As the federal election campaign officially begins, New Brunswick political leaders are lining up behind their federal counterparts, trying to get the issues that they feel are important on the agenda.
But according to JP Lewis, associate professor of politics at the University of New Brunswick, the figure at the helm of the party may be just as important to voters as policy.
“I think they’ll be similar to issues that voters outside of New Brunswick are weighing: management of the economy, environmental policies and then evaluation of leadership,” he said.
“So really an evaluation of Justin Trudeau versus Andrew Scheer. Really the Liberals and the Conservatives are the only parties in a position to form government. All the polls have been really close, but there’s some stark differences in some of the policy areas.”
The Liberals stand with the most to lose, after sweeping Atlantic Canada in 2015. When asked what the party can do to retain as many seats as possible, New Brunswick Liberal Leader Kevin Vickers says keeping the emphasis on their economic record will be key.
“We have the highest employment in decades across the country, you know, advances to the middle class, especially here in New Brunswick for middle class families,” he said.
“I think promoting that and standing on that record will serve our Liberal candidates very well.”
The Tories are working to gain back some traditional territory, particularly in the southern part of the province where three former Conservative MPs will look to regain their seats. According to Lewis Fundy Royal, Saint John-Rothesay and Southwest New Brunswick could be some of the more interesting ridings to watch come election day.
“Saint John-Rothesay, for example, had been a conservative riding before. Wayne Long has been in the news as a back-bencher going up against the government on a number of issues, but still we’d imagine that will be close,” he said.
“There’s going to be some ridings that are going to be very difficult to hold onto such as New Brunswick Southwest and Fundy Royal.”
In order to try and tip the balance, Premier Blaine Higgs says that business competitiveness and the carbon tax continue to be a key topics in industry-heavy New Brunswick.
“I am concerned about the uncompetitiveness in New Brunswick, so that’s a big issue here. That’s going to be a big impact for us because our market is 90 per cent export,” he said.
“It’s an extremely important election in my view for the country. There’s some fundamental differences in how we are able to cope and meet with the economic realities with the services we are providing.”
Others are just happy to be in the race.
“On Oct. 21, I expect to see Green MPs elected to the House of Commons. It’s very exciting,” said David Coon, leader of the New Brunswick Greens.
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Coon said he will be involved somewhat in the federal campaign and has already begun door knocking with Fredericton candidate Jenica Atwin, who could find herself in a three-way race. Hoping to build on the party’s provincial breakthrough last fall that saw three Green MLAs sent to the legislature, Coon says New Brunswick could send the first Green MP to Ottawa outside of British Columbia.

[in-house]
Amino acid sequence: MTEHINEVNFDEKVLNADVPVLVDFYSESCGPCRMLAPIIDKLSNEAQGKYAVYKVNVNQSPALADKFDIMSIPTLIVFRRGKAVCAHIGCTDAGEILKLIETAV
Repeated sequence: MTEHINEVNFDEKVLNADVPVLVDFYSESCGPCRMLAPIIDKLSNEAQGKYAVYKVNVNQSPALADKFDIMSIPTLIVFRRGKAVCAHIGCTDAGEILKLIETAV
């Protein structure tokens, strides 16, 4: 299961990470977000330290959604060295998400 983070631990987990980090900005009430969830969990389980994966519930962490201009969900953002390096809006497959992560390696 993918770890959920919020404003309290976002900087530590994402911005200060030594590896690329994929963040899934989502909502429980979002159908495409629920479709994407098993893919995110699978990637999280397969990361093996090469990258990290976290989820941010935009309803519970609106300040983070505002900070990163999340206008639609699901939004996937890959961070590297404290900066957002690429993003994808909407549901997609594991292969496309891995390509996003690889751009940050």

Lewis says even just one Green seat in the province would be a win for the party.
“I think the bar for the Green Party making headlines federally in New Brunswick is winning one seat. If they can break through with one seat that’s a pretty big deal,” he said.
“Barring unforeseen circumstances in terms of the popularity of the party I can’t see them walking away with more than one but maybe they have a puncher’s chance in Fredericton.”
When asked what he sees as the most important issue facing New Brunswick, Coon added federal health-care funding to the Green Party platform backbone of climate policy.
“The need for New Brunswick to get its fair share of health care funding from the federal government, because it’s not happening now,” he said.
“It’s undercutting and compromising our ability to provide good health care to New Brunswickers … and I know Green MPs will fight long and hard to ensure that the funding that fairly should be provided to New Brunswick to meet our needs here is secured.”
The People’s Alliance released a statement Wednesday saying that they will not be endorsing any federal party or candidate, but is encouraging people to get out and vote.
“As candidates from all federal parties work to gain support across the country, prior to the election, the People’s Alliance of New Brunswick encourages all eligible voters to carefully consider whom they wish to represent them, at the federal level, and then ensure they cast their ballot on election day,” reads the statement.
“The People’s Alliance of New Brunswick is not affiliated with, nor does it endorse, any federal party or candidate.’
The provincial NDP remains without a leader and the federal wing is still working to nominate candidates in the province a week after several former provincial candidates “defected” to the Green Party. However, a spokesperson for the party told Global News that there should be some nominations coming in the near future.
“We’ll have two candidates nominated in (New Brunswick) by the end of the day with more to be announced later in the week,” wrote Alana Cahill.
The last NDP MP for New Brunswick was Yvon Godin, who won six elections in Acadie_Bathurst between 1997 and 2015.